Could you expand on this? What to you mean by playing a "solo line so clear"?

    Thanks!
  • CalebFSUCalebFSU Tallahassee, FLModerator Made in USA Dell Arte Hommage
    Posts: 557
    Andreas, very cool post. I like what you said about inprovising. My guitar Porffessor says the same type thing although not exactley but same concepts.I have the great opportunity of being in a Jazz program where Marcus Roberts(who is a Pianist by the way. He is not my guitar proffessor :D ) is a proffessor. He will never let you get away with cheating the fisrt time I played in a combo at a rhythm section seminar he made evreyone slow downm and play quarter notes and really made us lock in with the drummer. It was one of the best Jazz learning experiences I have had. It really made me concentrate on what I was doing.
    Hard work beats talent, when talent doesn't work hard.
  • dennisdennis Montreal, QuebecModerator
    Posts: 2,040
    Andreas thanks very much!
    I started to listen to jazz/bebop guitarists like George Benson,Joe Pass and Wes Montgomery and also to some Swedes like Ulf Wakenius.

    When you listen to them, do you transcribe solos or licks?

    When I teach other guitarists how to play bop I always let them improvise over the chord-changes with steady time (8th notes) without any chords and basslines.

    outlining the changes is not a big problem for me, however when i play without bass or chords, it is difficult to keep the form correctly ... for example adding or skipping a beat. How do you overcome that?
  • AndreasObergAndreasOberg Stockholm,SwedenModerator
    Posts: 522
    Could you expand on this? What to you mean by playing a "solo line so clear"?

    Craig, I'll try to explain if I can. If I for instance pick a song like "How High The Moon", I'll start to improvise over the chord-changes(without chords and bass). I'm not quoting the melody at all, but my solo-line should outline the changes so clear that listener could immediately tell that I'm playing "How High The Moon". I practice this concept in all styles with songs like Giant Steps and Inner Urge as well. When you get this concept right, you can start to play more outside notes over the changes but still have that genuin feel of the changes of song. I studied at the Royal Music Academy in Stockholm, so I know all the scales and theory, but I don't think of that when I play. You don't know it as long as you have to think about it..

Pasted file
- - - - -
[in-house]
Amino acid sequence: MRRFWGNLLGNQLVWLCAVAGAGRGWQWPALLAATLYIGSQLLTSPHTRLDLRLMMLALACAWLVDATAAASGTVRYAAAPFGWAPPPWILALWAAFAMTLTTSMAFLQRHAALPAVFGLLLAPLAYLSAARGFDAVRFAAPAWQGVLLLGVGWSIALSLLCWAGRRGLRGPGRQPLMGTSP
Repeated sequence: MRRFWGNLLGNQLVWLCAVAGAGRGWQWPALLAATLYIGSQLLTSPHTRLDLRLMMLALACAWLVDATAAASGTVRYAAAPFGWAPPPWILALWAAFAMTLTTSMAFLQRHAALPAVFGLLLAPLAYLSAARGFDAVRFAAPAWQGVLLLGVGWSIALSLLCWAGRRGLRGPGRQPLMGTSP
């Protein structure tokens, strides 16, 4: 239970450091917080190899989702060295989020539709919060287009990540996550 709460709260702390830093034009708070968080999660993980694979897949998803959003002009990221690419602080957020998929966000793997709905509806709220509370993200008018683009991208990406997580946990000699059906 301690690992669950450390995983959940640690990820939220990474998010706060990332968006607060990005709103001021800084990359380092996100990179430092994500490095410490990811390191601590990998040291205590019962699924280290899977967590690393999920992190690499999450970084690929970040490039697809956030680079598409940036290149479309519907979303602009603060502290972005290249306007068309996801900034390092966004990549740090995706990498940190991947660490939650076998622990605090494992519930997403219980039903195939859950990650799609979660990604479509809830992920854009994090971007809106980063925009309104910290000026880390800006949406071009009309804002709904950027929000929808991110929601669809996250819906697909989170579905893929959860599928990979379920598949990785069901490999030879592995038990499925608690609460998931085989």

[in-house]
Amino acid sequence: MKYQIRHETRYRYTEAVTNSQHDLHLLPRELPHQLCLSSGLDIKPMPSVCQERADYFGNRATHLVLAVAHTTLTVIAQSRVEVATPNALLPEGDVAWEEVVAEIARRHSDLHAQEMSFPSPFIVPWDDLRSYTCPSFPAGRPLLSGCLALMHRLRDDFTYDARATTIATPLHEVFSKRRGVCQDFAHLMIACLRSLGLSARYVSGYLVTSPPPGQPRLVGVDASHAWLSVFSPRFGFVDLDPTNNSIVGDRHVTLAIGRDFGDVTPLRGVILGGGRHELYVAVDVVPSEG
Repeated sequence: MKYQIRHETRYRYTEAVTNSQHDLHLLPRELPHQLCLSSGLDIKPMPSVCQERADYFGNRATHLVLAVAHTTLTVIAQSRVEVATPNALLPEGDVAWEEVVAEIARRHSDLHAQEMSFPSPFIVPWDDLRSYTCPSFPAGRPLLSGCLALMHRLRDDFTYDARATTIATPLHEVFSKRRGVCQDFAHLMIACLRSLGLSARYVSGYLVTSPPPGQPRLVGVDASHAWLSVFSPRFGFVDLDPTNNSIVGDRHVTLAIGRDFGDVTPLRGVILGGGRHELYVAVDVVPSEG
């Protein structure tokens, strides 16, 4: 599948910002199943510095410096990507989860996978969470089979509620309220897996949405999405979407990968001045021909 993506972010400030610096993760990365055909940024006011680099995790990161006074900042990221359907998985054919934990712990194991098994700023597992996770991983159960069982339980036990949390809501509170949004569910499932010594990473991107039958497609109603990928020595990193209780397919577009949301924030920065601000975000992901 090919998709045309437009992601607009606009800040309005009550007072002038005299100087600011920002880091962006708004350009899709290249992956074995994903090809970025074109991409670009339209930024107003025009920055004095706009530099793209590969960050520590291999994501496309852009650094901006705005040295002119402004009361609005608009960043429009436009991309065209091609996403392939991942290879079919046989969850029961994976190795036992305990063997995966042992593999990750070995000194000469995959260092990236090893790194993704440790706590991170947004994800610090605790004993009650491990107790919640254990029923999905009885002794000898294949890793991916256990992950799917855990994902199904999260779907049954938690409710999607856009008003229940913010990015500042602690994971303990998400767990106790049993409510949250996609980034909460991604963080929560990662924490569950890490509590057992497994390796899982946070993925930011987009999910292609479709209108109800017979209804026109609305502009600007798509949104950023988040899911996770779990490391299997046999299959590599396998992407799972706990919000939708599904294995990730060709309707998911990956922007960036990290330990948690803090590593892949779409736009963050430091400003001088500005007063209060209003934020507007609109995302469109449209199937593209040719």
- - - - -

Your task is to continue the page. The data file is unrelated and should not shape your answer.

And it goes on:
I have the great opportunity of being in a Jazz program where
    Marcus Roberts(who is a Pianist by the way

    Caleb, you are very luck to study with him. He did some great stuff with the Marsalis-brothers back in the days. He's also very good at metric modulations and weird rhytmic variations..
    When you listen to them, do you transcribe solos or licks?

    Dennis, I've always learned phrases from records and videos but never full solos. It's better to get shorter musical phrases than learning never ending solos and then apply those small elements into your own playing.
    I have this idea with my book..the licks I've written are not long monster-licks, they are more kind of short sentences and then I apply them in solos so people get an idea how to use them freely:idea:
    outlining the changes is not a big problem for me, however when i play without bass or chords, it is difficult to keep the form correctly ... for example adding or skipping a beat. How do you overcome that?

    I've never had a problem with that, but it might be good to practice with a metronome on off beat(2&4 instead of 1&3)

    Best Regards
    Andreas